Dreamland - an environmental book launch - October 2 - Wills Memorial Building - 5 pm

0 views
Skip to first unread message

Vala

unread,
Sep 25, 2008, 2:21:19 AM9/25/08
to Bristol Sustainability Network
Dear all,

You are all invited to the book launch of "Draumalandid" - which
translantes into
"Dreamland" by Andri Snær Magnason - and Icelandic philosopher,
environmentalist and author.

October 2, 5pm - followed by a discussion.

Wills Memorial Building, Reynolds Theatre (G25), University of
Bristol, Queens Road, Bristol BS8 1RJ.

All welcome.

Dreamland poses a fundamental question that the Icelandic people, and
the
world in general, still haven't come to terms with: "Is it possible to
live
well without taking full advantage of natural resources that could so
easily
be exploited? And what do we mean by ´full advantage´?" The author,
Andri
Snær Magnason, manages to discuss this in a way that is compelling,
entertaining and delightfully politically incorrect.

Icelandic playwright, poet, novelist and children's book writer Andri
Snær
Magnason finds himself living in a human laboratory - put 300,000
people on
an island and see what happens. He realises what looks like a chest
full of
gold, a billion-dollar investment by aluminum conglomerate, is in-fact
a Pandora's box. Landscapes and nature that National Geographic
magazine
rank as some of the most beautiful in the world are under direct
threat. It
is in this atmosphere that Dreamland is written.

Imagine putting a four-hundred thousand ton aluminum smelter and a
massive
power plant in an area comparable, both in beauty and size, to the
English
Lake District. To most the idea is ludicrous but in Iceland, the
scenario
offered above is the exact fate meted out to some of the country's
most
treasured landscapes. How did this happen?

It is Europe's last frontier of unspoiled nature. The lines are drawn
here.
If Iceland cannot be spared, what places in the world can be saved?
Over the
last years the government has attracted the world's largest aluminium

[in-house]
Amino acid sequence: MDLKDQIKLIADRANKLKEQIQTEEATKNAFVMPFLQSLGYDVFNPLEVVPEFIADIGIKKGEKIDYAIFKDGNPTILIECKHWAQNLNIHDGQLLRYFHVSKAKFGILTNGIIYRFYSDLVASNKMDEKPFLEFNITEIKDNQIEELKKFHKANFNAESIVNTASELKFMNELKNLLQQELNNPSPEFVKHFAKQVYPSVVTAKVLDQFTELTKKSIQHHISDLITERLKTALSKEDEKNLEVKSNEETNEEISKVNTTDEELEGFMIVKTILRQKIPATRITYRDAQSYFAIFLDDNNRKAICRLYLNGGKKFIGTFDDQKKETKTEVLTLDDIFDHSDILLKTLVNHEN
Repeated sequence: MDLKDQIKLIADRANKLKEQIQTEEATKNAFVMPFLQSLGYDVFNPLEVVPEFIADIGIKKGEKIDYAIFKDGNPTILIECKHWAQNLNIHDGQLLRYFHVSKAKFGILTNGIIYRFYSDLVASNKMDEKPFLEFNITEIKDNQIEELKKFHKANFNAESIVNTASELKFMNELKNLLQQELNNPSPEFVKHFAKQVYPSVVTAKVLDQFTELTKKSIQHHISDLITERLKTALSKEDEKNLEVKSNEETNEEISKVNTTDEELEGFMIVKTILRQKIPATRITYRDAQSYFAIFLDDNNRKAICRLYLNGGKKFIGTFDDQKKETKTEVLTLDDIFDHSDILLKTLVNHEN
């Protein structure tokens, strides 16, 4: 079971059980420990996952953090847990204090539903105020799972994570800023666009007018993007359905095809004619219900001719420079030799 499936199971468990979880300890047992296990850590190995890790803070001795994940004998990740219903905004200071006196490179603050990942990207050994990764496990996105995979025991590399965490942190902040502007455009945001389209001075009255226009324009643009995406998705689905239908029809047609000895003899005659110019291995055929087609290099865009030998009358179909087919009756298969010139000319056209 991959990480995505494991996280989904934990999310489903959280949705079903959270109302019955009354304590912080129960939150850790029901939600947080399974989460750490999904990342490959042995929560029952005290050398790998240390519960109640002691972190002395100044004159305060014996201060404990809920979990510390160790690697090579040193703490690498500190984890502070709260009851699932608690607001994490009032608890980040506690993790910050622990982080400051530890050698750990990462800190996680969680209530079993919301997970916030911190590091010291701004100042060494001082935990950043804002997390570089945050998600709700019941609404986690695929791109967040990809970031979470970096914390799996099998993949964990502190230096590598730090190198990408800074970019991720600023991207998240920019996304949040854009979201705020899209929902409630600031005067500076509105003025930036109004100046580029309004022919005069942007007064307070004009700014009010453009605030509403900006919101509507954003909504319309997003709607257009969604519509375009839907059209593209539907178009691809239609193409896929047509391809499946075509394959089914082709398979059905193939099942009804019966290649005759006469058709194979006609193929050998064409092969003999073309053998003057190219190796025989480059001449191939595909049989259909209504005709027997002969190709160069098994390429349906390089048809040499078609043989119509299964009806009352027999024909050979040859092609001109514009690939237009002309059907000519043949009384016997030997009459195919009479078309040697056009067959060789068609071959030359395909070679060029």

conglomerates, with the cheapest
electricity prices in Europe, pursuing a strategy that has resulted in
the
destruction of ancient glacial rivers, unique geothermal areas and
over 60
vital waterfalls and valleys across Europe's largest unspoilt
wilderness.
The industrial giants want cheap electric power and even cheaper land
to
help them feed the world's addiction to aluminum. After an intense
fight
involving huge protests and numerous smaller battles across the
country, the
aluminium giants managed to build one of Europe's largest
hydroelectric
power plants, Kárahnjúkar, directly affecting over 1000 square-
kilometres of
spectacular, untouched nature. Can it be true that selling cheap
energy and
undervalued land to huge corporations is in the long-term interests of
a
nation?

Further expansion plans, to be implemented in the near future, include
the
destruction of even more waterfalls, glacial rivers and some of the
main
breeding sites for several rare animals, such as the Pink-footed
Goose, and
the largest stock of wild salmon in Iceland. The wilderness under
threat is
home to an incredibly diverse and fragile ecosystem, and its
waterfalls,
thousands of years in the making, are disappearing into dams and
reservoirs,
never to be seen again. The government of a country with an abundance
of
clean energy has managed to create a plan that will make Icelanders
the
greatest CO2 pollutants per capita in the world with each smelter
producing
levels of pollution equivalent to 170,000 cars, and each using more
energy
than all other industries on the island combined. In 2002 one smelter
was
build. Two more are lined up to open before 2010. When will it end? At
either end of the production chain are Jamaica, where bauxite mining
threatens fragile ecosystems, and landfills in the US, where enough
aluminum
cans to rebuild the entire US airline fleet four times a year are
thrown
away annually.

After its publication in Iceland, the book changed the national debate
regarding the harnessing of the natural resources and swayed public
opinion.
The book exposes the spell, and shows us that all this devastation is
also
absolutely needless - the destruction of nature is not to our
advantage. It
demonstrates that human society can be organised in harmony with
nature,
that we need not destroy to survive. That we can use technology
better,
explore new methods of harnessing energy, which will in the end also
be less
costly than these archaic, low-tech and brutal methods.

Dreamland turns us onto a different way of
thinking. Andri Snær´s extensive research enables him to put the
issues into
a global context and encourages us to look for answers outside the box
- the
solution, it is suggested, lies in the adoption of a new mindset. It
rejects
the philosophy of fear; a fear of the future, a fear of unemployment,
a fear
of starvation, and the book's contagious optimism reminds us of the
huge
advances in technology in recent years and asks us to make better use
of it.

Dreamland has been praised for its gripping style, originality and its
wry,
poetic prose but, despite the serious nature of the subject, the
author
never loses his sense of humour.
Reply all
Reply to author
Forward
0 new messages